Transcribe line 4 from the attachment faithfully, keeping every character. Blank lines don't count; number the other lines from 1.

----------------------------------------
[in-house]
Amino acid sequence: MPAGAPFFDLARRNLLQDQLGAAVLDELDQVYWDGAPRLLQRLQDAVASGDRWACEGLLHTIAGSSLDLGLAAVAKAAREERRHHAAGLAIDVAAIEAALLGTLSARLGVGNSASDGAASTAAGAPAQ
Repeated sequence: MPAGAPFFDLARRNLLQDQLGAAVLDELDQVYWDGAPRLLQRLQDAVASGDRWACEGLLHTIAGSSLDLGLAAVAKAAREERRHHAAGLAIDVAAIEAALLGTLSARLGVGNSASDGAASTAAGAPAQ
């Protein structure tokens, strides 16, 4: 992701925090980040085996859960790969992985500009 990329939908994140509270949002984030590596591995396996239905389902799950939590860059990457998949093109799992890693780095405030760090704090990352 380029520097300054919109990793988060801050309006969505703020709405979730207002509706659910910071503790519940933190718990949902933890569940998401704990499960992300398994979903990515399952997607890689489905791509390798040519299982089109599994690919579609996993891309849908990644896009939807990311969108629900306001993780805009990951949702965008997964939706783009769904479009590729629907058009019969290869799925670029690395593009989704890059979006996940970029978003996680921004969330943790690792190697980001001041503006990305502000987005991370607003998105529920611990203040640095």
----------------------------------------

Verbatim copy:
């Protein structure tokens, strides 16, 4: 992701925090980040085996859960790969992985500009 990329939908994140509270949002984030590596591995396996239905389902799950939590860059990457998949093109799992890693780095405030760090704090990352 380029520097300054919109990793988060801050309006969505703020709405979730207002509706659910910071503790519940933190718990949902933890569940998401704990499960992300398994979903990515399952997607890689489905791509390798040519299982089109599994690919579609996993891309849908990644896009939807990311969108629900306001993780805009990951949702965008997964939706783009769904479009590729629907058009019969290869799925670029690395593009989704890059979006996940970029978003996680921004969330943790690792190697980001001041503006990305502000987005991370607003998105529920611990203040640095």